On cats and the Y chromosome
Women are bad with directions and men hate cats. Or so they say. Though, culturally speaking, we readily buy into these not-so-truisms, we also understand them to be misogynstic generalizations.
After all, I can find my way out of a mangrove maze without a compass or a GPS and navigate any city with near-perfect aplomb. My boyfriend shows a similar ability to buck these sex-linked traits by keeping two wonderful cats he’s had since vet school. He’s just a cat kind of a guy.
But the stats really are kind of sexist (in the broad sense of the word). In my personal practice, female feline owners outnumber male custodians by at least ten to one. Probably more. And most women I know couldn’t point out the northeast corner of an intersection without thinking about it for a few seconds. Probably more.
Let’s stick to the cat thing, though. Because this blog is about animals and this post is about cats...and their men (or would-be men).
So let’s investigate: Why do men––in general, now––gravitate to dogs more than to cats? Why do some actually harbor an unnecessary hatred of the species? I mean, you never hear a woman say things like, “damned cats fester like mangy rats.” You never hear about female “Cat Killers” like the one who recently terrorized my city.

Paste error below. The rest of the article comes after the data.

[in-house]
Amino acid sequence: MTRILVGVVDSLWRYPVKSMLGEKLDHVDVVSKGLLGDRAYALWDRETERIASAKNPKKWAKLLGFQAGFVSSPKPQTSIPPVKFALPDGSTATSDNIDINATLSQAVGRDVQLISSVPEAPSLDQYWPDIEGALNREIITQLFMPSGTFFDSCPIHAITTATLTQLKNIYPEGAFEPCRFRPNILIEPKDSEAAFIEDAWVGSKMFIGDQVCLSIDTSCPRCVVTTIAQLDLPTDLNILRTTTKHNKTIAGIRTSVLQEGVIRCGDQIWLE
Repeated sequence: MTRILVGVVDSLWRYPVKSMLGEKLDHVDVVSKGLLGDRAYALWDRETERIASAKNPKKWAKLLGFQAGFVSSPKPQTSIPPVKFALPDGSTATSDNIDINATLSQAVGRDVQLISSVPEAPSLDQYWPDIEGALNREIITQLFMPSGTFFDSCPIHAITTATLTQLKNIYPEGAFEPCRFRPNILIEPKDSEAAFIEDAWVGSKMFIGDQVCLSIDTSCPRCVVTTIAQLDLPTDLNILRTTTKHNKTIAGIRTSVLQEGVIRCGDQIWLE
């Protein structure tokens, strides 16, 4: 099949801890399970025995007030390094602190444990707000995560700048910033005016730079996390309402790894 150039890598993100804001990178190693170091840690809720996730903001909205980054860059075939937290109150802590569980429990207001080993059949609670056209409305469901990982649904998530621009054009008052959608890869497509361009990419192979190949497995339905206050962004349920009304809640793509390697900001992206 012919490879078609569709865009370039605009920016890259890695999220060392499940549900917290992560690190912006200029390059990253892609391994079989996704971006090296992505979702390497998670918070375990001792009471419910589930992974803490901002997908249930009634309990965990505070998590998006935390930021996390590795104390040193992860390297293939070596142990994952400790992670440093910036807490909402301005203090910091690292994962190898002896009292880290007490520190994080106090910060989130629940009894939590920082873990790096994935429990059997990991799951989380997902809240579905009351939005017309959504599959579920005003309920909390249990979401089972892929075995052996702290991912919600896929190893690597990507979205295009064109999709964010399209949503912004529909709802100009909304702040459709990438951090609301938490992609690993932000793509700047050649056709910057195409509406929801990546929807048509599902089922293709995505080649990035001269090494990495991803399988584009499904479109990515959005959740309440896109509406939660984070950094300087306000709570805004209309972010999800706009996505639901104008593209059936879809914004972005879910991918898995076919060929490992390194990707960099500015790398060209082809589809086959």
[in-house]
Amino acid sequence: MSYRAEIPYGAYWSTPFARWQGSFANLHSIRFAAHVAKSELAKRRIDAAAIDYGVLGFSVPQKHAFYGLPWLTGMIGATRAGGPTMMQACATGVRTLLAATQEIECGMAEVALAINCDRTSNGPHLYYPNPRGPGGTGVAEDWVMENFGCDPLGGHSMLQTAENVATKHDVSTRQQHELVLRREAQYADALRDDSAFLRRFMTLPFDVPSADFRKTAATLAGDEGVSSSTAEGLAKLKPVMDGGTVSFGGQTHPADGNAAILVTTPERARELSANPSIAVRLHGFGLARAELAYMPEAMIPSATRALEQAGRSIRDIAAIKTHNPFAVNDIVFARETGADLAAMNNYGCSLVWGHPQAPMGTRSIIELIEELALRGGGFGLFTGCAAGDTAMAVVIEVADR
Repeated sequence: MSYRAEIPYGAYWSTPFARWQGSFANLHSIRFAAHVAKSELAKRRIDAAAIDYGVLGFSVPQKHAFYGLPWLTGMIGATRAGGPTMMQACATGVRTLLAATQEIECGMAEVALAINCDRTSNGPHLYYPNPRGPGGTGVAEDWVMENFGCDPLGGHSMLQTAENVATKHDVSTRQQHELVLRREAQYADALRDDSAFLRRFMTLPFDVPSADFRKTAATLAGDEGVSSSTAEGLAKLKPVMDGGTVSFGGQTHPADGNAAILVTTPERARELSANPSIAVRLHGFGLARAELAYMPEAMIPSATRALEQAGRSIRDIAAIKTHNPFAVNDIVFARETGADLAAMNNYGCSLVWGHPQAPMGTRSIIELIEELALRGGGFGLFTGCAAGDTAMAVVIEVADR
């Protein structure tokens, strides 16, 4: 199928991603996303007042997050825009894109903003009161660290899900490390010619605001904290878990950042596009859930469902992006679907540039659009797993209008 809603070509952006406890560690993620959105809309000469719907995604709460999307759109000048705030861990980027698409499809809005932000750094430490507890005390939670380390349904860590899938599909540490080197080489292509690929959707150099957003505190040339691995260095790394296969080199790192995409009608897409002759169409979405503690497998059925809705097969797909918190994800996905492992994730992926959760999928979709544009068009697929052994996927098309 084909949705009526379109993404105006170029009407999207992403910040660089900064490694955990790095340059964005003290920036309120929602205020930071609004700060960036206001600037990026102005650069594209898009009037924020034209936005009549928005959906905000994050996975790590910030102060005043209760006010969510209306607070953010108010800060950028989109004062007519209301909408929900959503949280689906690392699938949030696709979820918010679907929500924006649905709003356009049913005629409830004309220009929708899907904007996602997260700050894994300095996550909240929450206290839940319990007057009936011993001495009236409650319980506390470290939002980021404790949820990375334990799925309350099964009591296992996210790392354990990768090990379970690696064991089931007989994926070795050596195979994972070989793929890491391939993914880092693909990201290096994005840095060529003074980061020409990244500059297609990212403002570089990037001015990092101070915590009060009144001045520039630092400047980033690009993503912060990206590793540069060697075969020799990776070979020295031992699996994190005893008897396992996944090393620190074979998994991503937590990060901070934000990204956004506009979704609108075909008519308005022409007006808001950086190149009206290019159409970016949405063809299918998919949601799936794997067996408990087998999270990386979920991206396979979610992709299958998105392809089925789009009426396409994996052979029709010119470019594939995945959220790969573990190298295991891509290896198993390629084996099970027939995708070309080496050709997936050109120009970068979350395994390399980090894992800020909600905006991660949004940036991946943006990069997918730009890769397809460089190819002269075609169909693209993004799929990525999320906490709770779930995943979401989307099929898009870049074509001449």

Even when it’s not aimed at individual cats, men tend to dislike cats as a species. For example, they’re more likely to hold feral and free-roaming cats in high disregard while women more often hold that cats are the victims of human-kind and therefore worthy of special considerations.
Is it, as conventional wisdom goes, that women are more cat-like and men more dog-like? Is it an issue of gender/species identification?
Hmmm...I’m not so sure...
In any case, it definitely seems as if men might more readily buy into the results of a recent study on feline genetics and domestication:
Cats are more attached to places than they are to people. Cats don’t perform “directed tasks.” Feline “utility” in the human world is “debatable, even as mousers.”
Authored by a man, of course. (But criticized by at least one, too.) The upshot on this study as for many others related to felines and male/female gender disparities tend to point to more of the same: Men and women are different. On this we agree. But why?
And, more to the point, what is it about felines that mines these disparities so fruitfully?